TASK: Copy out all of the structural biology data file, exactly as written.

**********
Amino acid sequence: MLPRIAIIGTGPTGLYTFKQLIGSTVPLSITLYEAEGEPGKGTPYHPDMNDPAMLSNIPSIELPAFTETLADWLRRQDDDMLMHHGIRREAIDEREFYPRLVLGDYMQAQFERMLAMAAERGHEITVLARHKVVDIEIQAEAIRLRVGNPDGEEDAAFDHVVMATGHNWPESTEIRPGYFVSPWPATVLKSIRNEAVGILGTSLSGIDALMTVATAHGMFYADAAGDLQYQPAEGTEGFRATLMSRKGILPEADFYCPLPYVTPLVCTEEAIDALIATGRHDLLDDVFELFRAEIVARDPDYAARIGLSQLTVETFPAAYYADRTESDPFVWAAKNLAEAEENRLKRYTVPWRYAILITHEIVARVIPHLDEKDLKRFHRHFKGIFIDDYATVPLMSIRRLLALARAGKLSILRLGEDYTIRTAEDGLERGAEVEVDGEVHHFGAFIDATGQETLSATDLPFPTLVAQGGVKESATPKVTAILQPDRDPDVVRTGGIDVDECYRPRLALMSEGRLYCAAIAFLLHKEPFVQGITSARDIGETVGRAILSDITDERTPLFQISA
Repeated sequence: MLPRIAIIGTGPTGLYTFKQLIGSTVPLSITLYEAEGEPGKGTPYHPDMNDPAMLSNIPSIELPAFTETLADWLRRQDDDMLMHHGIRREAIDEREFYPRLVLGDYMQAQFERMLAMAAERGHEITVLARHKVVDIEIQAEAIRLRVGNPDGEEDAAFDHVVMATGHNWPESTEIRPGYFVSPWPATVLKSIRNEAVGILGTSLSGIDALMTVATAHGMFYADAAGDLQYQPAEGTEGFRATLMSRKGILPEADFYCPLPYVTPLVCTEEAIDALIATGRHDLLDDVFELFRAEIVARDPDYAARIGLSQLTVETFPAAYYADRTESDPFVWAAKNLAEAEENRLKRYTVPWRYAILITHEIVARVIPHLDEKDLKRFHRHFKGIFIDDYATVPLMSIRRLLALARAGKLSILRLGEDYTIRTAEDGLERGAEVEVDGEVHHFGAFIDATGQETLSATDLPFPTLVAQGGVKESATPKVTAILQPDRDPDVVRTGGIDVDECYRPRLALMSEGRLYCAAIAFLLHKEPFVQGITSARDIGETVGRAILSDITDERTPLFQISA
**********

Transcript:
Amino acid sequence: MLPRIAIIGTGPTGLYTFKQLIGSTVPLSITLYEAEGEPGKGTPYHPDMNDPAMLSNIPSIELPAFTETLADWLRRQDDDMLMHHGIRREAIDEREFYPRLVLGDYMQAQFERMLAMAAERGHEITVLARHKVVDIEIQAEAIRLRVGNPDGEEDAAFDHVVMATGHNWPESTEIRPGYFVSPWPATVLKSIRNEAVGILGTSLSGIDALMTVATAHGMFYADAAGDLQYQPAEGTEGFRATLMSRKGILPEADFYCPLPYVTPLVCTEEAIDALIATGRHDLLDDVFELFRAEIVARDPDYAARIGLSQLTVETFPAAYYADRTESDPFVWAAKNLAEAEENRLKRYTVPWRYAILITHEIVARVIPHLDEKDLKRFHRHFKGIFIDDYATVPLMSIRRLLALARAGKLSILRLGEDYTIRTAEDGLERGAEVEVDGEVHHFGAFIDATGQETLSATDLPFPTLVAQGGVKESATPKVTAILQPDRDPDVVRTGGIDVDECYRPRLALMSEGRLYCAAIAFLLHKEPFVQGITSARDIGETVGRAILSDITDERTPLFQISA
Repeated sequence: MLPRIAIIGTGPTGLYTFKQLIGSTVPLSITLYEAEGEPGKGTPYHPDMNDPAMLSNIPSIELPAFTETLADWLRRQDDDMLMHHGIRREAIDEREFYPRLVLGDYMQAQFERMLAMAAERGHEITVLARHKVVDIEIQAEAIRLRVGNPDGEEDAAFDHVVMATGHNWPESTEIRPGYFVSPWPATVLKSIRNEAVGILGTSLSGIDALMTVATAHGMFYADAAGDLQYQPAEGTEGFRATLMSRKGILPEADFYCPLPYVTPLVCTEEAIDALIATGRHDLLDDVFELFRAEIVARDPDYAARIGLSQLTVETFPAAYYADRTESDPFVWAAKNLAEAEENRLKRYTVPWRYAILITHEIVARVIPHLDEKDLKRFHRHFKGIFIDDYATVPLMSIRRLLALARAGKLSILRLGEDYTIRTAEDGLERGAEVEVDGEVHHFGAFIDATGQETLSATDLPFPTLVAQGGVKESATPKVTAILQPDRDPDVVRTGGIDVDECYRPRLALMSEGRLYCAAIAFLLHKEPFVQGITSARDIGETVGRAILSDITDERTPLFQISA